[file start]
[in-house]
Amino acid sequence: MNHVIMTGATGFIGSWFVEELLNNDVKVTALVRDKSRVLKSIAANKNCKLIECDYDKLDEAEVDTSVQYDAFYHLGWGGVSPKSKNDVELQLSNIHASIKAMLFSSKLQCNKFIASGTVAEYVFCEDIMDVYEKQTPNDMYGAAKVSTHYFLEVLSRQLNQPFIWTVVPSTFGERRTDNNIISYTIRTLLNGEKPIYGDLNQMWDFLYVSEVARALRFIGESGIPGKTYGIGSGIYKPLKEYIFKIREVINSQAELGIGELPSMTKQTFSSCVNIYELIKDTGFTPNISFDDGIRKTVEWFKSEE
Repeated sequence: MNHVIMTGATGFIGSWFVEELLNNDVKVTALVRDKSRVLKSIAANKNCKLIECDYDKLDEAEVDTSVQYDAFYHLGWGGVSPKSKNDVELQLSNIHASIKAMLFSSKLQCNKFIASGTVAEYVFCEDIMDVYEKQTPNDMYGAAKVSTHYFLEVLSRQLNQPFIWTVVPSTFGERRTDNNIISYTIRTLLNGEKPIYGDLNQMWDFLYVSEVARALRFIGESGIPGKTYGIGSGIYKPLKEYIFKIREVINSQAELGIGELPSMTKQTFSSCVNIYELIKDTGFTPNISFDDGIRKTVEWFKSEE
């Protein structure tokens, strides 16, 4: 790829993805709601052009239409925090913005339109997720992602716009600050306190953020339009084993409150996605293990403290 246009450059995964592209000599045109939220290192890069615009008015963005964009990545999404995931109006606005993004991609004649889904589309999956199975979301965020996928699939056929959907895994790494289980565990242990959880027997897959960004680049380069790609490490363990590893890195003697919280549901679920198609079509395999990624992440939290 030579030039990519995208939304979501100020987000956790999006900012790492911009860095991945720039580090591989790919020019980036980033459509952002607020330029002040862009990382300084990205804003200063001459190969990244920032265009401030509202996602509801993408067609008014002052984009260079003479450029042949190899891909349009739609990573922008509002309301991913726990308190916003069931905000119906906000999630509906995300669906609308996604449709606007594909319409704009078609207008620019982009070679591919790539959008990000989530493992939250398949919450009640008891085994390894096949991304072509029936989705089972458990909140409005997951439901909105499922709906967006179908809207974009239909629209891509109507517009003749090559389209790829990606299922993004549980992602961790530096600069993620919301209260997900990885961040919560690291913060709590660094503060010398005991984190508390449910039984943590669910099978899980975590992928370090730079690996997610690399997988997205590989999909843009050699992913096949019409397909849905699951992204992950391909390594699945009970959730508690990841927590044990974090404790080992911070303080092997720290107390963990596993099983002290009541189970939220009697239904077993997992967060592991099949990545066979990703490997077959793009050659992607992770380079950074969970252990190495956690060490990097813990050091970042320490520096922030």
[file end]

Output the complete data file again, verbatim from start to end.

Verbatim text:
[in-house]
Amino acid sequence: MNHVIMTGATGFIGSWFVEELLNNDVKVTALVRDKSRVLKSIAANKNCKLIECDYDKLDEAEVDTSVQYDAFYHLGWGGVSPKSKNDVELQLSNIHASIKAMLFSSKLQCNKFIASGTVAEYVFCEDIMDVYEKQTPNDMYGAAKVSTHYFLEVLSRQLNQPFIWTVVPSTFGERRTDNNIISYTIRTLLNGEKPIYGDLNQMWDFLYVSEVARALRFIGESGIPGKTYGIGSGIYKPLKEYIFKIREVINSQAELGIGELPSMTKQTFSSCVNIYELIKDTGFTPNISFDDGIRKTVEWFKSEE
Repeated sequence: MNHVIMTGATGFIGSWFVEELLNNDVKVTALVRDKSRVLKSIAANKNCKLIECDYDKLDEAEVDTSVQYDAFYHLGWGGVSPKSKNDVELQLSNIHASIKAMLFSSKLQCNKFIASGTVAEYVFCEDIMDVYEKQTPNDMYGAAKVSTHYFLEVLSRQLNQPFIWTVVPSTFGERRTDNNIISYTIRTLLNGEKPIYGDLNQMWDFLYVSEVARALRFIGESGIPGKTYGIGSGIYKPLKEYIFKIREVINSQAELGIGELPSMTKQTFSSCVNIYELIKDTGFTPNISFDDGIRKTVEWFKSEE
């Protein structure tokens, strides 16, 4: 790829993805709601052009239409925090913005339109997720992602716009600050306190953020339009084993409150996605293990403290 246009450059995964592209000599045109939220290192890069615009008015963005964009990545999404995931109006606005993004991609004649889904589309999956199975979301965020996928699939056929959907895994790494289980565990242990959880027997897959960004680049380069790609490490363990590893890195003697919280549901679920198609079509395999990624992440939290 030579030039990519995208939304979501100020987000956790999006900012790492911009860095991945720039580090591989790919020019980036980033459509952002607020330029002040862009990382300084990205804003200063001459190969990244920032265009401030509202996602509801993408067609008014002052984009260079003479450029042949190899891909349009739609990573922008509002309301991913726990308190916003069931905000119906906000999630509906995300669906609308996604449709606007594909319409704009078609207008620019982009070679591919790539959008990000989530493992939250398949919450009640008891085994390894096949991304072509029936989705089972458990909140409005997951439901909105499922709906967006179908809207974009239909629209891509109507517009003749090559389209790829990606299922993004549980992602961790530096600069993620919301209260997900990885961040919560690291913060709590660094503060010398005991984190508390449910039984943590669910099978899980975590992928370090730079690996997610690399997988997205590989999909843009050699992913096949019409397909849905699951992204992950391909390594699945009970959730508690990841927590044990974090404790080992911070303080092997720290107390963990596993099983002290009541189970939220009697239904077993997992967060592991099949990545066979990703490997077959793009050659992607992770380079950074969970252990190495956690060490990097813990050091970042320490520096922030």